A freedom of Information Act request has shown that the number of casualties on the road has increased by 9% this spring compared to spring 2013. Although the number of deaths has remained largely stable, serious injuries and minor injuries have both increased considerably. The number of casualties suffered in cars has increased, while the number of cycling deaths has also increased.
Annual figures have increased by 4%, and some of the increase during the months April through to June, has been attributed to the unusually warm weather that the UK enjoyed this year, but motoring groups, the government, and the police have said that greater driver education is required in order to help reduce the number of injuries and accidents that occur, and that it is vital that action is taken in order to reduce the number of deaths and major injuries.
Busier roads are often blamed for an increase in accidents. The more cars there are, the closer they are likely to be to one another, and there is also the added possibility of angry drivers paying less attention to good road sense. Those that have been waiting in hot cars, possible with children in the back seats getting bored, during the milder and even warm spring months this year, could have been a part of the reason why the country saw an increase in the number of casualties that were suffered on the roads.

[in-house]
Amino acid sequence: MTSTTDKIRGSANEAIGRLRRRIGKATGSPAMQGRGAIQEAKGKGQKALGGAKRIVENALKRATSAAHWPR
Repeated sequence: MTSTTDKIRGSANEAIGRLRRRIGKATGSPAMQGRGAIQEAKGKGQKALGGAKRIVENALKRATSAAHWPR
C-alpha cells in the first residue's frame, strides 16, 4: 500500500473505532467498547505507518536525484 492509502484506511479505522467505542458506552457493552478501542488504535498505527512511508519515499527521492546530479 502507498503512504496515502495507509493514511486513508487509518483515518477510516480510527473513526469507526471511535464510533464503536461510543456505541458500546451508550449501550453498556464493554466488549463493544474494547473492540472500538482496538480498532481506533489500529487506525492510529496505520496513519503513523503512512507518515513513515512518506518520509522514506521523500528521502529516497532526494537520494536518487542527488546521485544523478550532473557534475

A total of 440 deaths were reported during the three month period, compared to 439 the year before, but this figure jumps significantly when major injuries are also included. There were 6,280 major injuries and deaths in the three months, which represented a 7% increase compared to 2013, and when minor injuries were also included, there was a 9% year on year increase.
One of the major areas for concern was a 10% increase in the number of cycling casualties. The government and health groups, as well as cycling charities, continue to enjoy witnessing the popularity of road cycling, and have even avoided calls to make helmets a legal requirement in the hope that they can continue to encourage people to cycle, but greater safety is required.